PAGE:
In his best-selling book Collapse: How Societies Choose to Fail or Succeed (Penguin, 2011), popular science author Jared Diamond meticulously and relentlessly plunges into a wide variety of historical case studies using what he terms the “comparative method” in order to answer the question that has preoccupied scholars from Edward Gibbon through Oswald Spengler – why do societies decline and ultimately disappear?
Diamond makes it clear that he is not a “determinist,” particularly one of the ecological variety, although he does stress environmental issues, even in his earlier publishing writings, in an outsize way.
As the title of the book implies, history is in many respects like a game of cards. Each people, nation, or cultural aggregate is dealt a certain hand with particular endowments, talents, or possibilities. Yet it is how one plays the hand that counts.
Environment itself, or the pressure of powerful neighbors (think Poland), are constitutive factors. But they are not destiny. Destiny lies in the kinds of “decisions” societies as a whole are apt to make.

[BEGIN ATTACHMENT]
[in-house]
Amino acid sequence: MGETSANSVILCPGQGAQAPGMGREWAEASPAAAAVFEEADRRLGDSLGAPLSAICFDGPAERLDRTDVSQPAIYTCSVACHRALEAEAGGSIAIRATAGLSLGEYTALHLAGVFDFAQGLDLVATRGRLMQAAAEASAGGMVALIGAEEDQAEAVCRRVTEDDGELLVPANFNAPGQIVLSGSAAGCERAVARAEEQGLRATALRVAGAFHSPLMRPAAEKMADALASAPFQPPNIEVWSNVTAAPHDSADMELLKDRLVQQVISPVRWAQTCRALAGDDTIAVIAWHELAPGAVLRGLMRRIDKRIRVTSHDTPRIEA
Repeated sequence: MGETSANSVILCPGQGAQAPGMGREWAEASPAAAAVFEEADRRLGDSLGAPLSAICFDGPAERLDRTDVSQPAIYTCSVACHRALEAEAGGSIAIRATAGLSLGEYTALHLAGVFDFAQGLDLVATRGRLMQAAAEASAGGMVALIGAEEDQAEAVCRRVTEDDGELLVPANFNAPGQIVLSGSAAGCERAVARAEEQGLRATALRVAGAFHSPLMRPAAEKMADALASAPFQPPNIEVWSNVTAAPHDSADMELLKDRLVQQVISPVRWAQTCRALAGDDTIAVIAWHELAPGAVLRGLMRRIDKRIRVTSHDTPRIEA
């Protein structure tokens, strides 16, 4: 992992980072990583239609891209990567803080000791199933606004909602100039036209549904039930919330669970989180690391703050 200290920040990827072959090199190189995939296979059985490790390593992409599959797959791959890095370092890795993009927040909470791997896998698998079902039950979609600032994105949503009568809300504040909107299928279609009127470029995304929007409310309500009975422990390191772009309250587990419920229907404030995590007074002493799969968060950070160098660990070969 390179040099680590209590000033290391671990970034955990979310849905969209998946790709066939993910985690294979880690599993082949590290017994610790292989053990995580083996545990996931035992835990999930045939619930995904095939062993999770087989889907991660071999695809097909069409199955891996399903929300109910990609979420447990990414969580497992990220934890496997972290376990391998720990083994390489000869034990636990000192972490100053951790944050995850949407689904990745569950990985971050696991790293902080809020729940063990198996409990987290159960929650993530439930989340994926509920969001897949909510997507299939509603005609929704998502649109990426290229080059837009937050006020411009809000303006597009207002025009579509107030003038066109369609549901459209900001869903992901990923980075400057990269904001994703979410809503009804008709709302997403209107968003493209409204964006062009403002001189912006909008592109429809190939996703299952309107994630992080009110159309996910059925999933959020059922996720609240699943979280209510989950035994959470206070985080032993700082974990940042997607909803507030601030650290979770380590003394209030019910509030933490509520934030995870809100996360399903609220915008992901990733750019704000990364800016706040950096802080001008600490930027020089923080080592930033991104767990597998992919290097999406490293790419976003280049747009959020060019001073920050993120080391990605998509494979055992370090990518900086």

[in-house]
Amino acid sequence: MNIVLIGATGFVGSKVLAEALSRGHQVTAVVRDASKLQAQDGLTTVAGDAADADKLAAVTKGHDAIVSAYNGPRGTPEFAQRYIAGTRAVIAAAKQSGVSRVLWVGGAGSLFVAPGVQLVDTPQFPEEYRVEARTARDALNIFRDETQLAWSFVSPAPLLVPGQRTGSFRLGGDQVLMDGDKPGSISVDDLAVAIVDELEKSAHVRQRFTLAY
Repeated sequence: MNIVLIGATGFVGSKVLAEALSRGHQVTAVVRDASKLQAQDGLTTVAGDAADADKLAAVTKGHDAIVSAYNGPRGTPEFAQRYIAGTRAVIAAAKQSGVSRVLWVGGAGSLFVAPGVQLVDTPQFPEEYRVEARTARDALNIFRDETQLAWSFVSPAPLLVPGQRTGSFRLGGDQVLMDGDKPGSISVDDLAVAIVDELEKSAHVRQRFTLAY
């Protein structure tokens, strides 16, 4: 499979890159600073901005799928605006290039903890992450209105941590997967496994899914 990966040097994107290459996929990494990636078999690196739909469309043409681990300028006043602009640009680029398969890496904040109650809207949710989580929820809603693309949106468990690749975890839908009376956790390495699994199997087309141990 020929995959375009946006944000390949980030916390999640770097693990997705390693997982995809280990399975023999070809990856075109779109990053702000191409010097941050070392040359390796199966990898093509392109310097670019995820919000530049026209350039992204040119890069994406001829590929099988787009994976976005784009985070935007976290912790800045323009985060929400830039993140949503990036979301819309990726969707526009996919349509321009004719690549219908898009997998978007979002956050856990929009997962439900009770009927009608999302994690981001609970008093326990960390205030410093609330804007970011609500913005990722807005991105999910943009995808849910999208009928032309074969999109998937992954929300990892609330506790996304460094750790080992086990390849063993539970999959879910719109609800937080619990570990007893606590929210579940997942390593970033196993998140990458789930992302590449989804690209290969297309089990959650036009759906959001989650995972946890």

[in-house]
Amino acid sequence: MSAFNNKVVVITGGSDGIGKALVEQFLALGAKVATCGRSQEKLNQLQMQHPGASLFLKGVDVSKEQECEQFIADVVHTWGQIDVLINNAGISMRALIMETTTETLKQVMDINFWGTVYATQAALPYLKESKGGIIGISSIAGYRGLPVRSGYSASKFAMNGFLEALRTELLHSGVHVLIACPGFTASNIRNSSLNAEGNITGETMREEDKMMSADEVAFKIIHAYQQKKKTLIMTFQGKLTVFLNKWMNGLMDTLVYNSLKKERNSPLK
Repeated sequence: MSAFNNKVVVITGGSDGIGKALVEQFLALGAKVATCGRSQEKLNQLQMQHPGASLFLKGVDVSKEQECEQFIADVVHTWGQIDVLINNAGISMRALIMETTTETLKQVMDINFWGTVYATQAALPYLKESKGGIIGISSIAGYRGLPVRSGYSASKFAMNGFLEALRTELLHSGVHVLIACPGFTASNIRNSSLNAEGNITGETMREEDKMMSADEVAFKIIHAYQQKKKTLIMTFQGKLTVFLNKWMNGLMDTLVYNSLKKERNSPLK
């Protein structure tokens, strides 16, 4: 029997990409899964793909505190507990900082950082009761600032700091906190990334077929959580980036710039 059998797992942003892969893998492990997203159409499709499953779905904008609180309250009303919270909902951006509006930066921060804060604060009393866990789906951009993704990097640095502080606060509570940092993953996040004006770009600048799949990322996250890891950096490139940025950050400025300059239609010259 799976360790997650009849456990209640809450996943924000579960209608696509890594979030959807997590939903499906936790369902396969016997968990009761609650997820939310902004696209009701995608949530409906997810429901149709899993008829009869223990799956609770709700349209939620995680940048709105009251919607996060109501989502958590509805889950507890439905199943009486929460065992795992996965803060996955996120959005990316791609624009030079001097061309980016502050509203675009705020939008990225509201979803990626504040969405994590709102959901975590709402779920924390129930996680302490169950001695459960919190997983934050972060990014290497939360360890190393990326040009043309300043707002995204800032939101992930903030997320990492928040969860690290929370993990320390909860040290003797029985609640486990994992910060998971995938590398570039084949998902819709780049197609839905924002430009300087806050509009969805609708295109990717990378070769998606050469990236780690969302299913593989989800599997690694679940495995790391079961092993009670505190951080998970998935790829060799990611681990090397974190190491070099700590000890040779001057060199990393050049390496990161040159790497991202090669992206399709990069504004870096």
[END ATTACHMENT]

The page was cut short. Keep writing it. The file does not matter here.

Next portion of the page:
As I write two of the four apocalyptic horsemen – pestilence in the form of the deadly Ebola epidemic and war in the guise of the unimaginably brutal, but militarily successful armies of the Islamic State – are galloping across the global dais and shaping the destiny of many peoples and nations, including the United States. If one takes seriously the doomsayers who are increasingly blogging on the internet and occupying the talk show air waves, the end of society as we know it may be looking less like the product of an ignited imagination and more like some kind of imminent reality.
Yet, as Diamond reminds us, the destruction of civilization is only conceivable these days at the planetary level. “Globalization makes it impossible for modern societies to collapse in isolation…Any society in turmoil today, no matter how remote … can cause trouble for prosperous societies on other continents and is also subject to their influence (whether helpful or destabilizing). For the first time in history, we face the risk of a global decline. But we also are the first to enjoy the opportunity of learning quickly from developments in societies anywhere else in the world today, and from what has unfolded in societies at any time in the past.”
The End of the New World Order
Read more at http://www.politicaltheology.com/blog/the-scarecrow-in-the-cucumber-field-isil-ebola-and-the-end-of-the-world-order-as-we-know-it/